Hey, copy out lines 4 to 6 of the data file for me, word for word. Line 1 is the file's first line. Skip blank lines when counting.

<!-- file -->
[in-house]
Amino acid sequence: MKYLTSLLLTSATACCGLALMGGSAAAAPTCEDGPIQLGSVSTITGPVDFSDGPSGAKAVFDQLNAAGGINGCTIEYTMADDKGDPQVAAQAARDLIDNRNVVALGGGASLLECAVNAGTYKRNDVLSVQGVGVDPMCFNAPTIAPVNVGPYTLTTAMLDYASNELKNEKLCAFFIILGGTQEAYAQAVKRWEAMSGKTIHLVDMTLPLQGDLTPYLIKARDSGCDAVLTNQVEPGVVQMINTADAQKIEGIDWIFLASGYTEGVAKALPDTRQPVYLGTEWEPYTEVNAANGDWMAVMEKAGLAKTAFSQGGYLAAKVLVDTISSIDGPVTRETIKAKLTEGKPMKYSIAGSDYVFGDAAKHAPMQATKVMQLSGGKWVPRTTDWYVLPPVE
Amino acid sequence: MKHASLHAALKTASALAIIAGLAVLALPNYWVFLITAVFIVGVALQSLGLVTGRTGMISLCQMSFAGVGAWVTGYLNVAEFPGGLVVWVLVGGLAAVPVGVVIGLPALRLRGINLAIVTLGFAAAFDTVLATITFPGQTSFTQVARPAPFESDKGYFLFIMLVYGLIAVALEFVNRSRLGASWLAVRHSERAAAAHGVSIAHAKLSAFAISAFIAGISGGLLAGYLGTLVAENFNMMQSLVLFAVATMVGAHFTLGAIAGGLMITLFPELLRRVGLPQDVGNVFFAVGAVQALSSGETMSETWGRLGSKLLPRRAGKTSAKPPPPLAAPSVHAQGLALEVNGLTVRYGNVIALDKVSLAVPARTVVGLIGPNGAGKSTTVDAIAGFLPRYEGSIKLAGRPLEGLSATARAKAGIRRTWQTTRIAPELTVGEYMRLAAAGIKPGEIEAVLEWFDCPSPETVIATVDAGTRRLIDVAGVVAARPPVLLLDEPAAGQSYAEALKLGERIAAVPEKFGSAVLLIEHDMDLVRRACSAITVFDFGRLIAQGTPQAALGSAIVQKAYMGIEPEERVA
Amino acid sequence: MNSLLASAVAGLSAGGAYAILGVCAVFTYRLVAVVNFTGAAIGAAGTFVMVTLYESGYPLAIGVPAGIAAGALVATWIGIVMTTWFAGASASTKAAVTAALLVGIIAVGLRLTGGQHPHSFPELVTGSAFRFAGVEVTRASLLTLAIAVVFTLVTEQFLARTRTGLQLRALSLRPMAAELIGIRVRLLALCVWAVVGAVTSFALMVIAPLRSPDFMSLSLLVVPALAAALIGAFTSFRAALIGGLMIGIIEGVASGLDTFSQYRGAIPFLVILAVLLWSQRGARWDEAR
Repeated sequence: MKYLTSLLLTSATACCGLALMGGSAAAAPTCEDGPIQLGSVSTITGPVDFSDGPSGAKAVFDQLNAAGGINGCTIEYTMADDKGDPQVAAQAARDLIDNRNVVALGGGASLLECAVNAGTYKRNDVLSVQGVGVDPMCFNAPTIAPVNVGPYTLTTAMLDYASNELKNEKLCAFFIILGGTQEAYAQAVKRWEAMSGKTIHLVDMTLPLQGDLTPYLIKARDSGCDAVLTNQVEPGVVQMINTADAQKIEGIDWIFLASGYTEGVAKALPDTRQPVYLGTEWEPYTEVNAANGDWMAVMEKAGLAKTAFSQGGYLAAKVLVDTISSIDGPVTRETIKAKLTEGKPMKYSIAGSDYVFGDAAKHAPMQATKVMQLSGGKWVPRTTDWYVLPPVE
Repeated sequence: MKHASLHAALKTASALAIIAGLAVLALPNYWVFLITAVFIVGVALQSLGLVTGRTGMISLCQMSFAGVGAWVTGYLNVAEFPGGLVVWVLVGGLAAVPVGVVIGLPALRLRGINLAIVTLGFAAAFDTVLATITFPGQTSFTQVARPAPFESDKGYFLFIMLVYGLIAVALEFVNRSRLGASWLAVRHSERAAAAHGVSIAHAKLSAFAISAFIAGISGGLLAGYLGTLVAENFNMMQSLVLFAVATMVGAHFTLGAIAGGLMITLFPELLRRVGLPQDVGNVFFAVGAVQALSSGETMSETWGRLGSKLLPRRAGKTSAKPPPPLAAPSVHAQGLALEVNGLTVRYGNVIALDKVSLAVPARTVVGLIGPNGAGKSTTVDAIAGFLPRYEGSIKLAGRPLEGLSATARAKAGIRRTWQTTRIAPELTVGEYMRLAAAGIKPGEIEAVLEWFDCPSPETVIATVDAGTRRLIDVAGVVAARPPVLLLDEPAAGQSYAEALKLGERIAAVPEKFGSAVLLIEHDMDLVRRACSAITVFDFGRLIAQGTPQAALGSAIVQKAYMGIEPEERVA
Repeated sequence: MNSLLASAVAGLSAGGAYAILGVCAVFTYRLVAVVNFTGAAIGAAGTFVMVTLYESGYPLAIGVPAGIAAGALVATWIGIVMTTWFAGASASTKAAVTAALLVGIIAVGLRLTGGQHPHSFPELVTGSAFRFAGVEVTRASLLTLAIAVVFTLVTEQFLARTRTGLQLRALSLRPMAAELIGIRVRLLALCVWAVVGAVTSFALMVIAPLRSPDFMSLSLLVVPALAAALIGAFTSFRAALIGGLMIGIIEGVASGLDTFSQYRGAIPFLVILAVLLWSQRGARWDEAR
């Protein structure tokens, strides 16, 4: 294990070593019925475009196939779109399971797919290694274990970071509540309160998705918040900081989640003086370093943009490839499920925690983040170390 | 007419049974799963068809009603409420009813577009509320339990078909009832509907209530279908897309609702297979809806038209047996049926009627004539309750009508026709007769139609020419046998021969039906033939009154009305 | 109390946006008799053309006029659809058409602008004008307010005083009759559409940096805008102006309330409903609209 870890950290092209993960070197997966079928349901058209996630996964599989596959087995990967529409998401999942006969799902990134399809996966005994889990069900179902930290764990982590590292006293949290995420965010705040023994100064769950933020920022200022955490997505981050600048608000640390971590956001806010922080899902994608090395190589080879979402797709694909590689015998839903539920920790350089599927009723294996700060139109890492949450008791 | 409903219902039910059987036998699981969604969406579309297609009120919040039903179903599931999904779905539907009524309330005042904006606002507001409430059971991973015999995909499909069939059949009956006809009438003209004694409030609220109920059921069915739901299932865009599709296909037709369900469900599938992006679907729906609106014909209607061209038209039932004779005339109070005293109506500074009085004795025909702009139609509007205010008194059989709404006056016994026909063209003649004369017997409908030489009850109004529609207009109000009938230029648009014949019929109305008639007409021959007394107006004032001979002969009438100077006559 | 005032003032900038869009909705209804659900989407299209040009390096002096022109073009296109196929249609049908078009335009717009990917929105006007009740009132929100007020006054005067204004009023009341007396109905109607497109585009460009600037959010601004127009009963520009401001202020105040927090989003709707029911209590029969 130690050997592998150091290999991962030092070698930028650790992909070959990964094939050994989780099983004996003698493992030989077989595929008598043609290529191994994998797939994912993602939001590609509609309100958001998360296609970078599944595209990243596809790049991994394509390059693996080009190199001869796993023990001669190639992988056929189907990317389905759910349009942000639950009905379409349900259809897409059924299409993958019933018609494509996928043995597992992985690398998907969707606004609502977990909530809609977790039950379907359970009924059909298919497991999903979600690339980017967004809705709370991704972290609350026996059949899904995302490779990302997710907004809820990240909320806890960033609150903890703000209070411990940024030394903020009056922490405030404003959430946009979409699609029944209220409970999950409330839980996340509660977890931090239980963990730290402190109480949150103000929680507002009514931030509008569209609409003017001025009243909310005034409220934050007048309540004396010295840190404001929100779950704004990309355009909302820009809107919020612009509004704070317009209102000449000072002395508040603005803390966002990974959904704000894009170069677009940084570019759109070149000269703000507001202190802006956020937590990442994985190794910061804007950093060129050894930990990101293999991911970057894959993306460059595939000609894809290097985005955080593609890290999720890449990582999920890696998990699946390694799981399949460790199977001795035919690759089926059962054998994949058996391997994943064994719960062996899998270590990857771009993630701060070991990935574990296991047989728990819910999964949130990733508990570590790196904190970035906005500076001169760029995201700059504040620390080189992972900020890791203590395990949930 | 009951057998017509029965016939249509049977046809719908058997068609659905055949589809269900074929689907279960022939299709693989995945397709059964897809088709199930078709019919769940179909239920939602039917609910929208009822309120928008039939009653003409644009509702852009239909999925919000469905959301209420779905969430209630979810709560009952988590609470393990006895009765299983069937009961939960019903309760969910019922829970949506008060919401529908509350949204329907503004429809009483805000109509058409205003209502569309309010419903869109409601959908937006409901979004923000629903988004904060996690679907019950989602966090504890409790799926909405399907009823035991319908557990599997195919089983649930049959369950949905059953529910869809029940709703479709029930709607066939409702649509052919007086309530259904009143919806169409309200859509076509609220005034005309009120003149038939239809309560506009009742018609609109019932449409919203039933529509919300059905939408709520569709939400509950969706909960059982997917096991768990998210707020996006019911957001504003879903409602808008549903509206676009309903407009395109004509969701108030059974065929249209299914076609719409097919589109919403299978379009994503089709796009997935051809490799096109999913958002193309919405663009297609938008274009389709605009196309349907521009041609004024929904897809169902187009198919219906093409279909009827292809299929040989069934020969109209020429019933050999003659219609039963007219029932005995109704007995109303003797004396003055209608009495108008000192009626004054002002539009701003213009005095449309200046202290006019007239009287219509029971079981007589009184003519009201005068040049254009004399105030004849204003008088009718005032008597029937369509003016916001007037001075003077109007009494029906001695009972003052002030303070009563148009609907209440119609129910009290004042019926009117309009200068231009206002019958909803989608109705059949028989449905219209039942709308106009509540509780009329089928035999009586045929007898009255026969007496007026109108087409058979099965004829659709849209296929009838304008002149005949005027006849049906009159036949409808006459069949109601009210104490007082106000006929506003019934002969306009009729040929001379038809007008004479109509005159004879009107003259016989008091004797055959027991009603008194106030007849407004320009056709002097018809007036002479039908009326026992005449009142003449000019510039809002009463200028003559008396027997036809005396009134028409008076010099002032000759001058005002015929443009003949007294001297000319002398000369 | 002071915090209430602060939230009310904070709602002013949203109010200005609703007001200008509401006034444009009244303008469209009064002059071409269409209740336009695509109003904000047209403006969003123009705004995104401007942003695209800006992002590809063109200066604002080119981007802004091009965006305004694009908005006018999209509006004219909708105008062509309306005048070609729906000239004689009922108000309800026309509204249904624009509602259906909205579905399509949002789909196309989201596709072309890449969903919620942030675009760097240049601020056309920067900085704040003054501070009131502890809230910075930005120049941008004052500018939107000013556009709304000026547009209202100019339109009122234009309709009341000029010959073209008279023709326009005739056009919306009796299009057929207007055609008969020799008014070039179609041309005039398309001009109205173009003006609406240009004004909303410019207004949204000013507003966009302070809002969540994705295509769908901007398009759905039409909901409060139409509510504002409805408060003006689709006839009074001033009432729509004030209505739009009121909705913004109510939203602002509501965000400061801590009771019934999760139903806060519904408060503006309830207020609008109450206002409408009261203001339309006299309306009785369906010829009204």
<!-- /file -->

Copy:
Amino acid sequence: MNSLLASAVAGLSAGGAYAILGVCAVFTYRLVAVVNFTGAAIGAAGTFVMVTLYESGYPLAIGVPAGIAAGALVATWIGIVMTTWFAGASASTKAAVTAALLVGIIAVGLRLTGGQHPHSFPELVTGSAFRFAGVEVTRASLLTLAIAVVFTLVTEQFLARTRTGLQLRALSLRPMAAELIGIRVRLLALCVWAVVGAVTSFALMVIAPLRSPDFMSLSLLVVPALAAALIGAFTSFRAALIGGLMIGIIEGVASGLDTFSQYRGAIPFLVILAVLLWSQRGARWDEAR
Repeated sequence: MKYLTSLLLTSATACCGLALMGGSAAAAPTCEDGPIQLGSVSTITGPVDFSDGPSGAKAVFDQLNAAGGINGCTIEYTMADDKGDPQVAAQAARDLIDNRNVVALGGGASLLECAVNAGTYKRNDVLSVQGVGVDPMCFNAPTIAPVNVGPYTLTTAMLDYASNELKNEKLCAFFIILGGTQEAYAQAVKRWEAMSGKTIHLVDMTLPLQGDLTPYLIKARDSGCDAVLTNQVEPGVVQMINTADAQKIEGIDWIFLASGYTEGVAKALPDTRQPVYLGTEWEPYTEVNAANGDWMAVMEKAGLAKTAFSQGGYLAAKVLVDTISSIDGPVTRETIKAKLTEGKPMKYSIAGSDYVFGDAAKHAPMQATKVMQLSGGKWVPRTTDWYVLPPVE
Repeated sequence: MKHASLHAALKTASALAIIAGLAVLALPNYWVFLITAVFIVGVALQSLGLVTGRTGMISLCQMSFAGVGAWVTGYLNVAEFPGGLVVWVLVGGLAAVPVGVVIGLPALRLRGINLAIVTLGFAAAFDTVLATITFPGQTSFTQVARPAPFESDKGYFLFIMLVYGLIAVALEFVNRSRLGASWLAVRHSERAAAAHGVSIAHAKLSAFAISAFIAGISGGLLAGYLGTLVAENFNMMQSLVLFAVATMVGAHFTLGAIAGGLMITLFPELLRRVGLPQDVGNVFFAVGAVQALSSGETMSETWGRLGSKLLPRRAGKTSAKPPPPLAAPSVHAQGLALEVNGLTVRYGNVIALDKVSLAVPARTVVGLIGPNGAGKSTTVDAIAGFLPRYEGSIKLAGRPLEGLSATARAKAGIRRTWQTTRIAPELTVGEYMRLAAAGIKPGEIEAVLEWFDCPSPETVIATVDAGTRRLIDVAGVVAARPPVLLLDEPAAGQSYAEALKLGERIAAVPEKFGSAVLLIEHDMDLVRRACSAITVFDFGRLIAQGTPQAALGSAIVQKAYMGIEPEERVA